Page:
Common Misconceptions in Digital Marketing 

Common Misconceptions in Digital Marketing 

Marketing isn’t for everyone, but thanks to digital marketing, its message reaches almost all. The ease of using digital marketing strategies may tempt many newbies into thinking that they’re know-it-all marketing punters.

As professional marketers know all too well, it’s never that straightforward.

We’ll get straight to the point – the biggest misconception about digital marketing is that it can be flawlessly pulled off with little to no direction.

The second biggest myth is that it’s far too difficult.

And many marketers have been found to be guilty of believing in either one of these myths.

The truth, as usual, lies somewhere in between. A successful digital marketing campaign hinges on two crucial aspects: planning and execution.

In other words, without an elaborate, thoughtful strategy, your marketing efforts can flounder.

But, when you let misconceptions guide the way, they certainly will.

34% of B2B marketers believe that their company has a very sophisticated content marketing.

Here are common marketing myths you need to avoid before planning your marketing strategies:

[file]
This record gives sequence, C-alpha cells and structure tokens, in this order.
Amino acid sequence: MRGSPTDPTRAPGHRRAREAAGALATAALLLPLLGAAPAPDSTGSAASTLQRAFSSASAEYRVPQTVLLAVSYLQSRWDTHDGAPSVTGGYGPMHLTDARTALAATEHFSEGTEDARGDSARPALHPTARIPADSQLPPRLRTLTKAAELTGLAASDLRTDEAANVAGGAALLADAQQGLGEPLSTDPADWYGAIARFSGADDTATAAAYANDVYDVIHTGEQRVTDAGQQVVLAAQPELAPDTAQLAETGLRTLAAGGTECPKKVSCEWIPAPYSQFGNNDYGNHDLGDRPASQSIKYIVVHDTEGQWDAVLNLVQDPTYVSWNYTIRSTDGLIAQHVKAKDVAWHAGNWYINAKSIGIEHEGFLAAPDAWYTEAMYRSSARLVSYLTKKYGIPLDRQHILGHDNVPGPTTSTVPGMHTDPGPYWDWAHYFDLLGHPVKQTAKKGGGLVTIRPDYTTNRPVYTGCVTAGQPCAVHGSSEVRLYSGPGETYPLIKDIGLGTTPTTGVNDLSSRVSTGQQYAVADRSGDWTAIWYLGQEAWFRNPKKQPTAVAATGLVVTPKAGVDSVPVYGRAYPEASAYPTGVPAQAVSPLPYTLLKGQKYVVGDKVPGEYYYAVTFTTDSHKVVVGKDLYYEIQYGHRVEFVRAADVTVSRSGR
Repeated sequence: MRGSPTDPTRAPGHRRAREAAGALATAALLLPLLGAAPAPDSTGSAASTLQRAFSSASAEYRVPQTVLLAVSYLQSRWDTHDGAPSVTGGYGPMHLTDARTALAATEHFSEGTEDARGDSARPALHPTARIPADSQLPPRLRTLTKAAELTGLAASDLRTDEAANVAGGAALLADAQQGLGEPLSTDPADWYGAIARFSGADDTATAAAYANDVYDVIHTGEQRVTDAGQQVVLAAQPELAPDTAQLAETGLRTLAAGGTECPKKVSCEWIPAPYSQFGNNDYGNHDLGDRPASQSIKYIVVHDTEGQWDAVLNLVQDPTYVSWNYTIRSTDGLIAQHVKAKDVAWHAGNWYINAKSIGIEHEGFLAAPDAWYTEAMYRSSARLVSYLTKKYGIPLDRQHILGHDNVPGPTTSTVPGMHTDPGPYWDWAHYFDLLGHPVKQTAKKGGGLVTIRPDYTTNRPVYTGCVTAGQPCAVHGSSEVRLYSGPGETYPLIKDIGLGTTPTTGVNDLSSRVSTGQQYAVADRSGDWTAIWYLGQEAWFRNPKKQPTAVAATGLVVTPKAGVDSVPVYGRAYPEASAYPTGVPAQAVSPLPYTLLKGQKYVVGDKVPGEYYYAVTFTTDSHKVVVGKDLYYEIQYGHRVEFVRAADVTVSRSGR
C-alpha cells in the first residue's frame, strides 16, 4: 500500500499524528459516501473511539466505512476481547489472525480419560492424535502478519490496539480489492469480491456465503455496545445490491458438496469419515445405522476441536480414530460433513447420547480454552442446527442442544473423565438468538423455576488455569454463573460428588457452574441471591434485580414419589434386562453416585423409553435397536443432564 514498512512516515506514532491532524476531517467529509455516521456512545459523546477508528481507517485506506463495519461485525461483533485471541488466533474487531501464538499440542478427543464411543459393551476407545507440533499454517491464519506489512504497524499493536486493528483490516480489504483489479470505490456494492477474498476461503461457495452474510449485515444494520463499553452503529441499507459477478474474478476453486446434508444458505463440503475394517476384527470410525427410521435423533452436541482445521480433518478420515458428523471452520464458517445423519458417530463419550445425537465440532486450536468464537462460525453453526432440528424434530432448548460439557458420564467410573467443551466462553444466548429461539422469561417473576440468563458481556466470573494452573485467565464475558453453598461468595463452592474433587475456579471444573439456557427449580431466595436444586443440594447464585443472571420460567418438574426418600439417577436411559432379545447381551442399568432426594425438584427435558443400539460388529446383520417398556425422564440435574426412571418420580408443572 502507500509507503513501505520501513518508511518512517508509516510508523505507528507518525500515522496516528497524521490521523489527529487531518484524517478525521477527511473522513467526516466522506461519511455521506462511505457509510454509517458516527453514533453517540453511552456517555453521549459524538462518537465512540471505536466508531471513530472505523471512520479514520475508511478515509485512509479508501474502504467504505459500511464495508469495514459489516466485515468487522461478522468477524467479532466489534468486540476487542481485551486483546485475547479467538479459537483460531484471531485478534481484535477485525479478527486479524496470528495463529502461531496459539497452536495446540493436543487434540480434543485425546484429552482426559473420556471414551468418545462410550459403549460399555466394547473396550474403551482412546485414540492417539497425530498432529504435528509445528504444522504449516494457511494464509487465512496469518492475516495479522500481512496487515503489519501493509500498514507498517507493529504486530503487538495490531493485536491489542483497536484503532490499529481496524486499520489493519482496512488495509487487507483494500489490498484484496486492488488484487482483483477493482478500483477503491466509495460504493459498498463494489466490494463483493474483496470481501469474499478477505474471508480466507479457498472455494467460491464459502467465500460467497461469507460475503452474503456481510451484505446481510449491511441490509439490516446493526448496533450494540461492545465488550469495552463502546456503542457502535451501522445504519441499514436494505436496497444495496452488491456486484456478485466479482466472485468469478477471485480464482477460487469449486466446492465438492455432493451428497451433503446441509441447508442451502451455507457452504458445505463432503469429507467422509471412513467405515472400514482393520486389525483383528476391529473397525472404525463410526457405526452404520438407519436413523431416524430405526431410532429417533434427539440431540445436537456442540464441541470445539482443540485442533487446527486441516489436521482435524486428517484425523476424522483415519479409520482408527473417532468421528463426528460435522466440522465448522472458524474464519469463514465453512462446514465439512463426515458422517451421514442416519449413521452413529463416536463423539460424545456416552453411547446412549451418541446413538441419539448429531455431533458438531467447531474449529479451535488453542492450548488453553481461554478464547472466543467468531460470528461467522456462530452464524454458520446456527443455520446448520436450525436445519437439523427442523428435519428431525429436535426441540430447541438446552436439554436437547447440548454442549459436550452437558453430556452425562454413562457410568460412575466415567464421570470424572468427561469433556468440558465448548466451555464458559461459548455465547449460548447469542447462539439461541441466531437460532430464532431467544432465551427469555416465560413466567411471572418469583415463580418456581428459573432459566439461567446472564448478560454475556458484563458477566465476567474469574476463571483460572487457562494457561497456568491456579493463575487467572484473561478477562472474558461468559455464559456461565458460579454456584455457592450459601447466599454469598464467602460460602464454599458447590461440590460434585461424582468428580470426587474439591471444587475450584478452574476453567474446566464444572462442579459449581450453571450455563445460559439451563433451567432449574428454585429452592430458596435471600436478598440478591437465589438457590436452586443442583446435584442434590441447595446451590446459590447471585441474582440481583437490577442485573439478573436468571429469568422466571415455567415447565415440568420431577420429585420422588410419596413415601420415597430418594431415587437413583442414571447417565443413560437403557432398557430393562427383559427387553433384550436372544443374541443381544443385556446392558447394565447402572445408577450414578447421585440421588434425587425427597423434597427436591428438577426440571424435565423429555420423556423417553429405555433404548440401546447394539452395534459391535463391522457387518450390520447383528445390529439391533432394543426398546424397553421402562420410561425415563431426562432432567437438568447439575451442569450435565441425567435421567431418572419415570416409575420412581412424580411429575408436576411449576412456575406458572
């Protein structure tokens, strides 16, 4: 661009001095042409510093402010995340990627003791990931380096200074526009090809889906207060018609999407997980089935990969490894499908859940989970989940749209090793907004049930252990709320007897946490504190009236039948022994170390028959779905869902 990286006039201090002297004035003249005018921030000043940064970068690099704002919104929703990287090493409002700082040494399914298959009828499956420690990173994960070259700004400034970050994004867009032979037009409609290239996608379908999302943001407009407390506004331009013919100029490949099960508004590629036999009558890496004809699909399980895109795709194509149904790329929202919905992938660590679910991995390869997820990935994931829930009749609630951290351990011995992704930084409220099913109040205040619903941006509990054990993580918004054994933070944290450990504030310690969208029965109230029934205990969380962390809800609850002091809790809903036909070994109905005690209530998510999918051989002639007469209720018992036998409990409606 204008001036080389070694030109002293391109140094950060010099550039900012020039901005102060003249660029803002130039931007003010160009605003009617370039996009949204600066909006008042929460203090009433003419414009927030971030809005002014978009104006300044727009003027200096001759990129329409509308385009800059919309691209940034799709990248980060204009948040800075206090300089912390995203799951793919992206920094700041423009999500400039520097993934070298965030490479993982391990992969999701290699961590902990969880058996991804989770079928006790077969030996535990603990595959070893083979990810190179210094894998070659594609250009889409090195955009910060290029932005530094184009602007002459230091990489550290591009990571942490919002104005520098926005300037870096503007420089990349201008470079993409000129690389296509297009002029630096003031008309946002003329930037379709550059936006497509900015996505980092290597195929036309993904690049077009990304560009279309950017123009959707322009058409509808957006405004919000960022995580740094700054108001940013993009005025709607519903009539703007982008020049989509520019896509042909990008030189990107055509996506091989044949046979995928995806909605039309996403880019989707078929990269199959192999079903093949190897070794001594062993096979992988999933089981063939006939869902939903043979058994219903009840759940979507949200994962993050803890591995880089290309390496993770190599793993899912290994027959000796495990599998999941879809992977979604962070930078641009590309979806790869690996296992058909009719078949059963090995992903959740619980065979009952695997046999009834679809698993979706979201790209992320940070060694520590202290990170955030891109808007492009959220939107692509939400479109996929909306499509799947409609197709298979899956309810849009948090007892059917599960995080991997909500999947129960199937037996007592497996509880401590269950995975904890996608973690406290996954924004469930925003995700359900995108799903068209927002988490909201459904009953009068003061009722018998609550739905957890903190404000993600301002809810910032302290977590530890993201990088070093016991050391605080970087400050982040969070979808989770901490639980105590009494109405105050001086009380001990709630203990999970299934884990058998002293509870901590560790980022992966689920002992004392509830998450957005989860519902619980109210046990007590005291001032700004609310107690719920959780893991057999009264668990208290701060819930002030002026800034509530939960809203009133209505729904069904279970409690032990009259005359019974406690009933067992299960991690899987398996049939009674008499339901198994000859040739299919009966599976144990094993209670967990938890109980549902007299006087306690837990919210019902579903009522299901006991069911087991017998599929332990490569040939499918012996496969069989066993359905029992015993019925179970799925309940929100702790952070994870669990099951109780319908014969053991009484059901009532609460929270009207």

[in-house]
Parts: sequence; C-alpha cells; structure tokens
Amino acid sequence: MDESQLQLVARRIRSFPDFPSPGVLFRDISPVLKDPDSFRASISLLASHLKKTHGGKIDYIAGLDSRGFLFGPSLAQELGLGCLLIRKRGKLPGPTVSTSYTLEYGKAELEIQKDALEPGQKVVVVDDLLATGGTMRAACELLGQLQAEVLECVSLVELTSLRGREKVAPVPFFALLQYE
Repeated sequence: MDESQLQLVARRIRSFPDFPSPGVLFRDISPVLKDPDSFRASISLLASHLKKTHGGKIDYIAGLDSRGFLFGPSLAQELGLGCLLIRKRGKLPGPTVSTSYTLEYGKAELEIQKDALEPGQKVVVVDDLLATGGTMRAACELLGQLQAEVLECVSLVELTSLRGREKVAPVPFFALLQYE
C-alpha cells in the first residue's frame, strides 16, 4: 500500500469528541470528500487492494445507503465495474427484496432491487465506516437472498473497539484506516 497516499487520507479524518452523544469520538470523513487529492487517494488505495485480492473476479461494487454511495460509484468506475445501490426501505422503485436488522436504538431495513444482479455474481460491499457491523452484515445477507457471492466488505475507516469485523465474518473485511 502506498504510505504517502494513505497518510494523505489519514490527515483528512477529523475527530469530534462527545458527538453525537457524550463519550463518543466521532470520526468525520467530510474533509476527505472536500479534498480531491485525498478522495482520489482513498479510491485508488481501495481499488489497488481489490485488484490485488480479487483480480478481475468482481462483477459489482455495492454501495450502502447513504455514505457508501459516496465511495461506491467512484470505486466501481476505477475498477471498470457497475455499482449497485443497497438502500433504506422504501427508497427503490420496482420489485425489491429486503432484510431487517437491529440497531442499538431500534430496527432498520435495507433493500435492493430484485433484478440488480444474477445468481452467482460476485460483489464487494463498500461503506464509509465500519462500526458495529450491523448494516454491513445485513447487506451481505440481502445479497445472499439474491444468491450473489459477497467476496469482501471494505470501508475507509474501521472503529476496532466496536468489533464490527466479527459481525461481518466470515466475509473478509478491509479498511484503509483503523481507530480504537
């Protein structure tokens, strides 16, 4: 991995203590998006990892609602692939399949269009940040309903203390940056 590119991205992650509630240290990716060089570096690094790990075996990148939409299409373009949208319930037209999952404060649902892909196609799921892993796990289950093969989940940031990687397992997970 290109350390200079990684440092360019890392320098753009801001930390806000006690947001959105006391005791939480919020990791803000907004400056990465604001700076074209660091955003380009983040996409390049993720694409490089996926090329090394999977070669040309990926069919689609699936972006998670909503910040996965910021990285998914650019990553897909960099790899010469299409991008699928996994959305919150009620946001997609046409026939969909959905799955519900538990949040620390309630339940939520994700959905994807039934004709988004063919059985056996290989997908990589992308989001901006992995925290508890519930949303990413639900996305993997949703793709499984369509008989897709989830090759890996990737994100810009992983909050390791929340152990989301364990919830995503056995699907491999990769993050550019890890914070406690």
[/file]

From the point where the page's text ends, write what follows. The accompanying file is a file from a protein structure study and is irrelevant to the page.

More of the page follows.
Digital Marketing isn’t for my business

There is a common misconception that only the big brands get good returns through digital marketing. There is also a common notion that marketing does not work for small businesses.

No such thing!

In fact, small businesses stand to gain more from digital marketing than big companies. Thanks to social media and micro-influencers, you can cultivate a loyal base of customers.

The foundation of digital marketing is word of mouth.

Digital marketing only provides you with a platform to spread the word.

How viral your ideas and products become to depend on your business strategies alone. The size of your business isn’t as important as the quality of your strategies.

While some companies will have to work harder than others, it isn’t impossible to receive ample returns by marketing your products and services.

All you must do is express interest in showcasing your product. At some point, people will show interest in buying it.

“I already cater to my customers’ needs”